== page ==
’2 Guns’ is a comic throwback to sleazier times

Bill Paxton (opposite Denzel Washington) is memorably terrifying in "2 Guns." Credit: Patti Perret
Bill Paxton (opposite Denzel Washington) is memorably terrifying in “2 Guns.”
Credit: Patti Perret

‘2 Guns’
Director: Baltasar Kormakur
Stars: Denzel Washington, Mark Wahlberg
Rating: R
4 (out of 5) Globes

Like nearly everything that gets cranked out as summer movie entertainment these days, “2 Guns” is based on a comic book. But it’s not that kind of comic. Steven Grant’s source is a grounded, albeit still ridiculous, look at two undercover agents. It’s not a stylish “Sin City” noir clone; Grant also writes comics spun from “CSI.” The splashy, $90 million film version has less in common with anything currently in multiplexes, but plenty to do with the grim, sleazy, cheerfully pessimistic films Hollywood regularly and improbably cranked out during the 1970s. It’s not one of those films itself, but it’s closer than we deserve.

Denzel Washington and Mark Wahlberg play members of different agencies involved in taking down a Mexican drug cartel. Neither initially knows the other is undercover. One of the first acts in the film is for Wahlberg to shoot off the heads of various chickens buried up to their necks in dirt — which is how Sam Peckinpah’s great “Pat Garrett and Billy the Kid” opens. Other gratuitous nods to the whiskey-soaked director abound, as do ones to “Charley Varrick,” a crime saga led by a taciturn, cold-blooded Walter Matthau.

If the script, by “Brotherhood” creator Blake Masters, intimately understands these films and their worldweary vision, it doesn’t feel compelled to recreate them completely. Our leads get embroiled in the convoluted pursuit of stolen bank money, which is desired by the Navy (led by James Marsden), the CIA (led by Bill Paxton) and the south-of-the-border cartel (led by Edward James Olmos). Olmos’ character is the most exhausted, tired of being jerked around by his smug connections up north. But Paxton is the scariest. Never speaking above a whisper, and allowing his Louisiana-bred words to flow like molasses, he’s not above murder, often by way of Russian Roulette focused on one’s crotch.

But the tone, while weathered, is goofy. This is a comedy with no straight man. Washington and Wahlberg prove an oddly compelling duo, swapping quips and engaging in macho one-upmanship. Icelandic director Baltasar Kormakur (“Contraband”) adopts a style that’s part Walter Hill — all grizzled behavior and Ry Cooder-esque slide guitar scoring — and part Richard Lester. One grisly interrogation is amusingly set in a garage, where the sensor keeps turning off the light, forcing our leads to awkwardly swat around their arms to get it back on. The treatment of government agencies is incredibly cynical, even for a ‘70s throwback film. But the sense of humor tempers that. And though it falls apart during the climax, one has to love where the gobs of money — half the film’s budget, mind you — ultimately wind up.


News
Entertainment
Sports
Lifestyle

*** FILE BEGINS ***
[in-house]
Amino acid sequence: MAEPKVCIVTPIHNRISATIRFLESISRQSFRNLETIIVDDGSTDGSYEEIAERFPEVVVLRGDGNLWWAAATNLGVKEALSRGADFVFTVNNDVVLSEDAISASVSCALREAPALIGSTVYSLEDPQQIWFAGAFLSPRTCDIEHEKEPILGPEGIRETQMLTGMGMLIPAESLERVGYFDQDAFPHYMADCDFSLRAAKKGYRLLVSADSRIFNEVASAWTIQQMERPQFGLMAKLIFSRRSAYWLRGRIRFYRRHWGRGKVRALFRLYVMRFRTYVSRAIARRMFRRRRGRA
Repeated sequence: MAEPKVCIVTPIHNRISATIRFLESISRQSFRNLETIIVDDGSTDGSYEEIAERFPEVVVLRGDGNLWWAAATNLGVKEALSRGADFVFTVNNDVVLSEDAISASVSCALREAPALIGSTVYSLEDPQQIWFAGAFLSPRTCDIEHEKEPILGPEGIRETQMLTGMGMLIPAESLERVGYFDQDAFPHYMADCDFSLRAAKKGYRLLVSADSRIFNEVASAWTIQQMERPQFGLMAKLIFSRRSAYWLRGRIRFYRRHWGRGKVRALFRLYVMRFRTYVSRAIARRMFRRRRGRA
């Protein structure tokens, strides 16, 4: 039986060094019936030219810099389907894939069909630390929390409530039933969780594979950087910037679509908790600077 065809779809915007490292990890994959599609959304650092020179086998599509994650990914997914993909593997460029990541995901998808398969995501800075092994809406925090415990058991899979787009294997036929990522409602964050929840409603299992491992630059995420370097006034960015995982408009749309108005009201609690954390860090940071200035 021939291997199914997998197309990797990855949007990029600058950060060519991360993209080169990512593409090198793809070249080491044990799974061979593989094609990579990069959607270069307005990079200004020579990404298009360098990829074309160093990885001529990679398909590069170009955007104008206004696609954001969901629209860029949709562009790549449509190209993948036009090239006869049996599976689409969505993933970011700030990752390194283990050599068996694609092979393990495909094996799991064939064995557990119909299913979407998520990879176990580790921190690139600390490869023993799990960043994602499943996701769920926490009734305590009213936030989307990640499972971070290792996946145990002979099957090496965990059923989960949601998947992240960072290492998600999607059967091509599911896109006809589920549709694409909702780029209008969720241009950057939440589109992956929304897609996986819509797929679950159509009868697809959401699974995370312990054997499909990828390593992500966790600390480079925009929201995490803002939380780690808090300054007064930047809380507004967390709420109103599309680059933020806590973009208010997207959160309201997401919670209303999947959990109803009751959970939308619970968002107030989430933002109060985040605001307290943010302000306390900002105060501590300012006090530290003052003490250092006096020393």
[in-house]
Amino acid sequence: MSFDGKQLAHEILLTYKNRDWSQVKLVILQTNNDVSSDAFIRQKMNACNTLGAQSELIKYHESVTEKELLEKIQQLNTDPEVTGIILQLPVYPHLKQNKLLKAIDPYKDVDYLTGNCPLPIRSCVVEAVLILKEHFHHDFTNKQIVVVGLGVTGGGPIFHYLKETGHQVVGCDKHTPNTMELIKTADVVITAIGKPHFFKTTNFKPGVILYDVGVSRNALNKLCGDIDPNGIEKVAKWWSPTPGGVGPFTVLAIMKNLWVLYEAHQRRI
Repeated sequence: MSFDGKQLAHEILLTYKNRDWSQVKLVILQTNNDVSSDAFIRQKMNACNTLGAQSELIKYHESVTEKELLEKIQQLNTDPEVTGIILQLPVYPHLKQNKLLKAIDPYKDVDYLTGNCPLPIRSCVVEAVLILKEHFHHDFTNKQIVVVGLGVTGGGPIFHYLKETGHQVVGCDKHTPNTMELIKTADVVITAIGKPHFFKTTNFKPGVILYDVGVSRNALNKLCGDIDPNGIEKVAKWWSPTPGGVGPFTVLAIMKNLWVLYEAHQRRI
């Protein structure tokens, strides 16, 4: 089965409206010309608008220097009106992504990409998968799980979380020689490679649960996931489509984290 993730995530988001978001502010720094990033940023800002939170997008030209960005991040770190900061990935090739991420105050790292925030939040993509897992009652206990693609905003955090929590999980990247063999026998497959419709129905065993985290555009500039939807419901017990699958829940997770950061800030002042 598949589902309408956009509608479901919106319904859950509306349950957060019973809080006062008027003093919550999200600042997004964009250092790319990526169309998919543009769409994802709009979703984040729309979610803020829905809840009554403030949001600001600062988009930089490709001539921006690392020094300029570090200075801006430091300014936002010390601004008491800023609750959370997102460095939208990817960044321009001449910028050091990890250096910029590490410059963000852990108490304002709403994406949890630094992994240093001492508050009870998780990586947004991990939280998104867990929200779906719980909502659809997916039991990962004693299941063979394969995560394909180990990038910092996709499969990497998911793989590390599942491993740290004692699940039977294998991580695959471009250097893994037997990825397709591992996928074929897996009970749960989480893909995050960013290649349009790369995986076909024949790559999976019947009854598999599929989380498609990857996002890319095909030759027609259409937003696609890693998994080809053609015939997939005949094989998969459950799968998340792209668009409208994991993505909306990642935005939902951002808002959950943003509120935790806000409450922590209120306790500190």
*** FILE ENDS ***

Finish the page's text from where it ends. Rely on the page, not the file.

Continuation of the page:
Local

Police seek mother of slain 11-year-old on involuntary…

Police are seeking the mother of an 11-year-old girl who was accidentally shot to death by her 2-year-old brother two weeks ago on involuntary manslaughter…

Local

Chestnut Hill College student found dead Wednesday morning

A 22-year-0ld Chestnut Hill College student was found dead this morning inside a college dormitory, police said.

International

Nearly 300 missing after South Korean ferry capsizes

Almost 300 people were missing after a ferry capsized off South Korea Wednesday, in what could be the country's biggest maritime disaster in over 20 years.

News

Explosions in new Boston Marathon bomb panic, 'twisted'…

A fresh Boston Marathon terror alert, which caused Bomb Squad officers to order an evacuation while two controlled explosions were carried out, was today being…

Television

Jim Rash talks 'The Writer's Room' and amazing…

For Jim Rash, as the fifth season of "Community" comes to a close, the second season of "The Writer's Room" begins.

Books

Poems from prison: 'How to Survive a Bullet…

Celebrate National Poetry Month with, "'How to Survive a Bullet to the Heart."

Movies

Review: 'Heaven is for Real' tries to be…

The mega-bestseller "Heaven is for Real" becomes a movie that tries to portray wrestling with faith — or at least it tries to try.

Television

TV watch list, Wednesday, April 16: 'The Americans,'…

'The Americans' Philip and Elizabeth face "painful turns" in their missions. Maybe next week they'll have a nice easy mission with no moral ambiguity? Probably…

U.S. Soccer

Andrew Wenger has big shoes to fill on…

Lancaster County native Andrew Wenger will feel pressure to fill the shoes of departer forward Jack McInerney.

NBA

NBA Power Rankings: Are the Spurs frauds? Could…

NBA Power Rankings: Are the Spurs frauds? Could the Mavericks surprise?

NBA

Sixers, Michael Carter-Williams give fans a happy ending…

The 2013-14 season for the 76ers has nearly come to a close.

NHL

Flyers must make Rangers feel their presence

Perhaps it’s the proximity of the two biggest cities in the East, because whenever these two square off the intensity seems to rise.

Home

Steal home decorating tips from stylist and creator…

We hit her up for some space-conscious, budget-friendly design tips.

Food

Wahlbergs expanding Wahlburgers fast food joint across North…

Wahlburgers will open new restaurants in Boston, Toronto and Philadelphia.

Wellbeing

Could a facelift give you the edge at…

It's not just women lining up for procedures.

Home

How to plant a garden in the city

Small on space but big on gardening? You can still have that welcoming oasis of fresh air with an urban garden. Peter Smith, owner of…